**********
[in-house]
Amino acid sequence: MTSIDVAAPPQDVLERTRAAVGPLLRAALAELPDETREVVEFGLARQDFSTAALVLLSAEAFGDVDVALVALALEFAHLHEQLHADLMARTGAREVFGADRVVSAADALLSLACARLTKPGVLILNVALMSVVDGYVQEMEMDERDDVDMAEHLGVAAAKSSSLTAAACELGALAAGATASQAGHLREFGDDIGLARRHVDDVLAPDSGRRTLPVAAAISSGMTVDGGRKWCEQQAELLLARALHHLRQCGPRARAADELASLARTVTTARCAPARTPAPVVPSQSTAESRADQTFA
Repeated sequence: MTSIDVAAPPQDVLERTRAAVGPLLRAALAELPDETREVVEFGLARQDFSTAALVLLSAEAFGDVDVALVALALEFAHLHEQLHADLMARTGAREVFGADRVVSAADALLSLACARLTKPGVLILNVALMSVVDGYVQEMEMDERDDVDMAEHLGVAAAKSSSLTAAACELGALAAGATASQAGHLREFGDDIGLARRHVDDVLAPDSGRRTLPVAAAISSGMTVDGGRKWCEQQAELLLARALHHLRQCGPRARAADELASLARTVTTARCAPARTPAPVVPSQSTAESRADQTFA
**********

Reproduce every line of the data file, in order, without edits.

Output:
[in-house]
Amino acid sequence: MTSIDVAAPPQDVLERTRAAVGPLLRAALAELPDETREVVEFGLARQDFSTAALVLLSAEAFGDVDVALVALALEFAHLHEQLHADLMARTGAREVFGADRVVSAADALLSLACARLTKPGVLILNVALMSVVDGYVQEMEMDERDDVDMAEHLGVAAAKSSSLTAAACELGALAAGATASQAGHLREFGDDIGLARRHVDDVLAPDSGRRTLPVAAAISSGMTVDGGRKWCEQQAELLLARALHHLRQCGPRARAADELASLARTVTTARCAPARTPAPVVPSQSTAESRADQTFA
Repeated sequence: MTSIDVAAPPQDVLERTRAAVGPLLRAALAELPDETREVVEFGLARQDFSTAALVLLSAEAFGDVDVALVALALEFAHLHEQLHADLMARTGAREVFGADRVVSAADALLSLACARLTKPGVLILNVALMSVVDGYVQEMEMDERDDVDMAEHLGVAAAKSSSLTAAACELGALAAGATASQAGHLREFGDDIGLARRHVDDVLAPDSGRRTLPVAAAISSGMTVDGGRKWCEQQAELLLARALHHLRQCGPRARAADELASLARTVTTARCAPARTPAPVVPSQSTAESRADQTFA